The values of the parameters of the hybrid classifier tuned using DSA were shown in Table 5. The most important features (feature weight *w*>0.5) were listed in the descending order: the number of major vessels colored by fluoroscopy (*w*=1), the family history of CAD (*w*=1), peak exercise systolic blood pressure (*w*=0.89), maximum exercise heart rate achieved (*w*=0.87), chest pain type (*w*=0.82), resting heart rate (*w*=0.67), Fasting Blood Sugar (*w*=0.64) and gender (*w*=0.54). However, the list significant attributes (*w*<0.1) were age, resting blood pressure, number of cigarettes per day, resting electrocardiographic results, peak exercise diastolic blood pressure, and the slope of the peak exercise ST segment. For the definition, and number of categories of the above attributes the reader is referred to (Table 1).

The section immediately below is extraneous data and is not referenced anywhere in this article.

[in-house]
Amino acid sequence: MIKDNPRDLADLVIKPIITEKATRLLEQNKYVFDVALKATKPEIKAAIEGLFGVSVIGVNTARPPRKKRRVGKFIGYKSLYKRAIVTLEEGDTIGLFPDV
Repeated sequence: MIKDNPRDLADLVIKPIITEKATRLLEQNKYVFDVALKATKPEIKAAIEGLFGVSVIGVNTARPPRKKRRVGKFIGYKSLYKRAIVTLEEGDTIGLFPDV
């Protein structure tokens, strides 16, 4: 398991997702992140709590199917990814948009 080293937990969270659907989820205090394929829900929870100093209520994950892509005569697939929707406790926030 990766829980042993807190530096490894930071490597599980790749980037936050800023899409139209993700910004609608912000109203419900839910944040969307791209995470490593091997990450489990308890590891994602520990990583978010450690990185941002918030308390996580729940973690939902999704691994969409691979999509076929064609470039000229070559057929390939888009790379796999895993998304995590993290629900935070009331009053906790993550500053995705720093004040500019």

The overall performance of the hybrid classifier was shown in Table 6. It includes the contingency table (confusion matrix) on the total of 303 subjects. The agreement rate between the results of this classifier and those of the gold standard (i.e. CAD diagnosis using angiography) was assessed based on the Cohen’s *kappa* coefficient [38]. Substantial agreement was shown between the outcomes of the proposed hybrid classifier and angiography (*kappa*=0.73) [39].